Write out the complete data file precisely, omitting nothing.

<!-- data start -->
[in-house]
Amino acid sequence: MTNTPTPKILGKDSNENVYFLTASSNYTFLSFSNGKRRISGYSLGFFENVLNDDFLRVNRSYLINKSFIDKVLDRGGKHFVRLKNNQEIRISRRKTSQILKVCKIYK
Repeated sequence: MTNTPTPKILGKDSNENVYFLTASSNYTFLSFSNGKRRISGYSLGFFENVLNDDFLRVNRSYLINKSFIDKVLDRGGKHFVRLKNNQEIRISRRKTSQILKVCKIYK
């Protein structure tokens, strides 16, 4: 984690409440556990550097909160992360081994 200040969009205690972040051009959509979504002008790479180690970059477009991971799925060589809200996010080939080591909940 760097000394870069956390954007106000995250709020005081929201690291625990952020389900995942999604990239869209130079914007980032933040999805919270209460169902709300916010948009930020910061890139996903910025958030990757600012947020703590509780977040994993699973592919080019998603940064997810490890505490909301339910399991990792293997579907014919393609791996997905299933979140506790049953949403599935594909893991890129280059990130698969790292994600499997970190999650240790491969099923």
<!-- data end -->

[in-house]
Amino acid sequence: MTNTPTPKILGKDSNENVYFLTASSNYTFLSFSNGKRRISGYSLGFFENVLNDDFLRVNRSYLINKSFIDKVLDRGGKHFVRLKNNQEIRISRRKTSQILKVCKIYK
Repeated sequence: MTNTPTPKILGKDSNENVYFLTASSNYTFLSFSNGKRRISGYSLGFFENVLNDDFLRVNRSYLINKSFIDKVLDRGGKHFVRLKNNQEIRISRRKTSQILKVCKIYK
């Protein structure tokens, strides 16, 4: 984690409440556990550097909160992360081994 200040969009205690972040051009959509979504002008790479180690970059477009991971799925060589809200996010080939080591909940 760097000394870069956390954007106000995250709020005081929201690291625990952020389900995942999604990239869209130079914007980032933040999805919270209460169902709300916010948009930020910061890139996903910025958030990757600012947020703590509780977040994993699973592919080019998603940064997810490890505490909301339910399991990792293997579907014919393609791996997905299933979140506790049953949403599935594909893991890129280059990130698969790292994600499997970190999650240790491969099923």